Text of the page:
Cooperative advertising programs: are accrual constraints necessary?
Simon Pierre, Sigue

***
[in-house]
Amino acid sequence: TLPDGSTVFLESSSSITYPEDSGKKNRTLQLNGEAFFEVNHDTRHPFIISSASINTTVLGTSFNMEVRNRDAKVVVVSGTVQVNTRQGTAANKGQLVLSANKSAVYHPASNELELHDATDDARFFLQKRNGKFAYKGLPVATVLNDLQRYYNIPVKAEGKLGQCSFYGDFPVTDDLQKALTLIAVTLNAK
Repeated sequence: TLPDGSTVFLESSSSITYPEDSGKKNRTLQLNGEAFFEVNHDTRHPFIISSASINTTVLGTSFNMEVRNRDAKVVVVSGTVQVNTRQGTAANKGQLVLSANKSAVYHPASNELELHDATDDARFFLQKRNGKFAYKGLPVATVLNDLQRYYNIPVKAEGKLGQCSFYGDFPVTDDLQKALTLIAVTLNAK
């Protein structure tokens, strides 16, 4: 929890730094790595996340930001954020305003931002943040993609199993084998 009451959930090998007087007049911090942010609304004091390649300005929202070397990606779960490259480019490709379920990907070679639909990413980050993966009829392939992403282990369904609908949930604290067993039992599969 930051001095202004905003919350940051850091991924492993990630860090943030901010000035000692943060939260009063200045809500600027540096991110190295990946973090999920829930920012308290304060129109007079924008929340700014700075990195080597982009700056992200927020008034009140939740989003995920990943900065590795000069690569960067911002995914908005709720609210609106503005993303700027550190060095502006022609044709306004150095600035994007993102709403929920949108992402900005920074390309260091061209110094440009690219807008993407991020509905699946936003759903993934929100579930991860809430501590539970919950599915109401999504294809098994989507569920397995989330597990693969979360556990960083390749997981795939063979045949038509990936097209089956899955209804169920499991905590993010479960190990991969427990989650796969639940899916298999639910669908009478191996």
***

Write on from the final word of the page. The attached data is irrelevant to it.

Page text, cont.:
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This paper investigates how the use of an accrual constraint in a cooperative advertising program affects channel members’ profits in a bilateral monopoly, as well as their pricing and advertising decisions. The main findings indicate that, compared to unconstrained cooperative advertising programs, when an accrual constraint is used and the manufacturer’s contribution to the retailer’s advertising costs exceeds the accrued cooperative advertising budget, the retailer reduces both her retail price and advertising efforts to the level where cooperative advertising is not offered; while the manufacturer also reduces his wholesale price and advertising efforts, but this time, the wholesale price remains higher than when there is no cooperative advertising. These strategic moves translate to less (more) profits for the manufacturer (retailer). The use of an accrual constraint is counterproductive for the manufacturer as the retailer uses the accrued advertising fund as a side payment rather than a direct incentive to invest more in advertising. The manufacturer and retailer are better off when unconstrained cooperative advertising programs are supplemented with other incentives, including side payments and advertising support services.
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